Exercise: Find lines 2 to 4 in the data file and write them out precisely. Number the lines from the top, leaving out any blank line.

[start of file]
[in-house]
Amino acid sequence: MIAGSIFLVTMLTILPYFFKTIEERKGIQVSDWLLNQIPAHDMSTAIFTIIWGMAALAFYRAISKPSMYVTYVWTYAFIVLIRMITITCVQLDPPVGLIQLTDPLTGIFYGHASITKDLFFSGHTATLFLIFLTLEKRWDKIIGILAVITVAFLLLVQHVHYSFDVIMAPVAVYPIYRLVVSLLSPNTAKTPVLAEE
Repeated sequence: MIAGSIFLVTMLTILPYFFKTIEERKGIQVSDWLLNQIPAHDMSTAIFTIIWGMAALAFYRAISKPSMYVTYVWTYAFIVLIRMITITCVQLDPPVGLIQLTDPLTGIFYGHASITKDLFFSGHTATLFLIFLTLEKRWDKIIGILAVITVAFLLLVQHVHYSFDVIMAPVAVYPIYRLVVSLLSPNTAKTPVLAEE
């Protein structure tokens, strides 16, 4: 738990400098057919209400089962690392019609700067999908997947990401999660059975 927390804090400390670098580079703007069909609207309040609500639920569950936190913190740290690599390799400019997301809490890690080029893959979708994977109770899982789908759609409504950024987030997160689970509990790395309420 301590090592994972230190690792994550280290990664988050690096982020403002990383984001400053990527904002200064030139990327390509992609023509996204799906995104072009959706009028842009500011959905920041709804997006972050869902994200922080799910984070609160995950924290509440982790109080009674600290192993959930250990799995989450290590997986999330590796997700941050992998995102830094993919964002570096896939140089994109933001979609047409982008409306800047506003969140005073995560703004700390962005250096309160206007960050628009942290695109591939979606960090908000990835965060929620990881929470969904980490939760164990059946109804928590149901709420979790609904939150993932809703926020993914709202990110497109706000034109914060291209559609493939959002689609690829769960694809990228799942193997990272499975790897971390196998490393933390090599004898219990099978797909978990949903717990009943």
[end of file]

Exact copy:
Amino acid sequence: MIAGSIFLVTMLTILPYFFKTIEERKGIQVSDWLLNQIPAHDMSTAIFTIIWGMAALAFYRAISKPSMYVTYVWTYAFIVLIRMITITCVQLDPPVGLIQLTDPLTGIFYGHASITKDLFFSGHTATLFLIFLTLEKRWDKIIGILAVITVAFLLLVQHVHYSFDVIMAPVAVYPIYRLVVSLLSPNTAKTPVLAEE
Repeated sequence: MIAGSIFLVTMLTILPYFFKTIEERKGIQVSDWLLNQIPAHDMSTAIFTIIWGMAALAFYRAISKPSMYVTYVWTYAFIVLIRMITITCVQLDPPVGLIQLTDPLTGIFYGHASITKDLFFSGHTATLFLIFLTLEKRWDKIIGILAVITVAFLLLVQHVHYSFDVIMAPVAVYPIYRLVVSLLSPNTAKTPVLAEE
């Protein structure tokens, strides 16, 4: 738990400098057919209400089962690392019609700067999908997947990401999660059975 927390804090400390670098580079703007069909609207309040609500639920569950936190913190740290690599390799400019997301809490890690080029893959979708994977109770899982789908759609409504950024987030997160689970509990790395309420 301590090592994972230190690792994550280290990664988050690096982020403002990383984001400053990527904002200064030139990327390509992609023509996204799906995104072009959706009028842009500011959905920041709804997006972050869902994200922080799910984070609160995950924290509440982790109080009674600290192993959930250990799995989450290590997986999330590796997700941050992998995102830094993919964002570096896939140089994109933001979609047409982008409306800047506003969140005073995560703004700390962005250096309160206007960050628009942290695109591939979606960090908000990835965060929620990881929470969904980490939760164990059946109804928590149901709420979790609904939150993932809703926020993914709202990110497109706000034109914060291209559609493939959002689609690829769960694809990228799942193997990272499975790897971390196998490393933390090599004898219990099978797909978990949903717990009943």